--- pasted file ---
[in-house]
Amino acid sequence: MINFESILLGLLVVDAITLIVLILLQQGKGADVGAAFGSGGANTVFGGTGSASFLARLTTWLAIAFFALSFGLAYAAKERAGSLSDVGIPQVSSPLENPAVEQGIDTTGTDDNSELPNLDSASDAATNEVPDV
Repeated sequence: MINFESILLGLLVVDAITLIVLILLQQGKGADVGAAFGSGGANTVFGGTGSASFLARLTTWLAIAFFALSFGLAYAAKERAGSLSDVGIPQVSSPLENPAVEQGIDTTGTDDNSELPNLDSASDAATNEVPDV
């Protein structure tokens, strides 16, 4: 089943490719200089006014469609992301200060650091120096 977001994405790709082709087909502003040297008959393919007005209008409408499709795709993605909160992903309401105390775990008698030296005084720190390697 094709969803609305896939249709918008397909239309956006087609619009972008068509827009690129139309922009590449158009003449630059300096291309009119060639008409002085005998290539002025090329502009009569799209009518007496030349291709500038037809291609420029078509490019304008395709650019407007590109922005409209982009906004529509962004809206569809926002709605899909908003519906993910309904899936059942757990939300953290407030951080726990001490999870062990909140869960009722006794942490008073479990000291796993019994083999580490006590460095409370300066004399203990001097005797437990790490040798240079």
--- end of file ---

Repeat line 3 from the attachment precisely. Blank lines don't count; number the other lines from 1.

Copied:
Repeated sequence: MINFESILLGLLVVDAITLIVLILLQQGKGADVGAAFGSGGANTVFGGTGSASFLARLTTWLAIAFFALSFGLAYAAKERAGSLSDVGIPQVSSPLENPAVEQGIDTTGTDDNSELPNLDSASDAATNEVPDV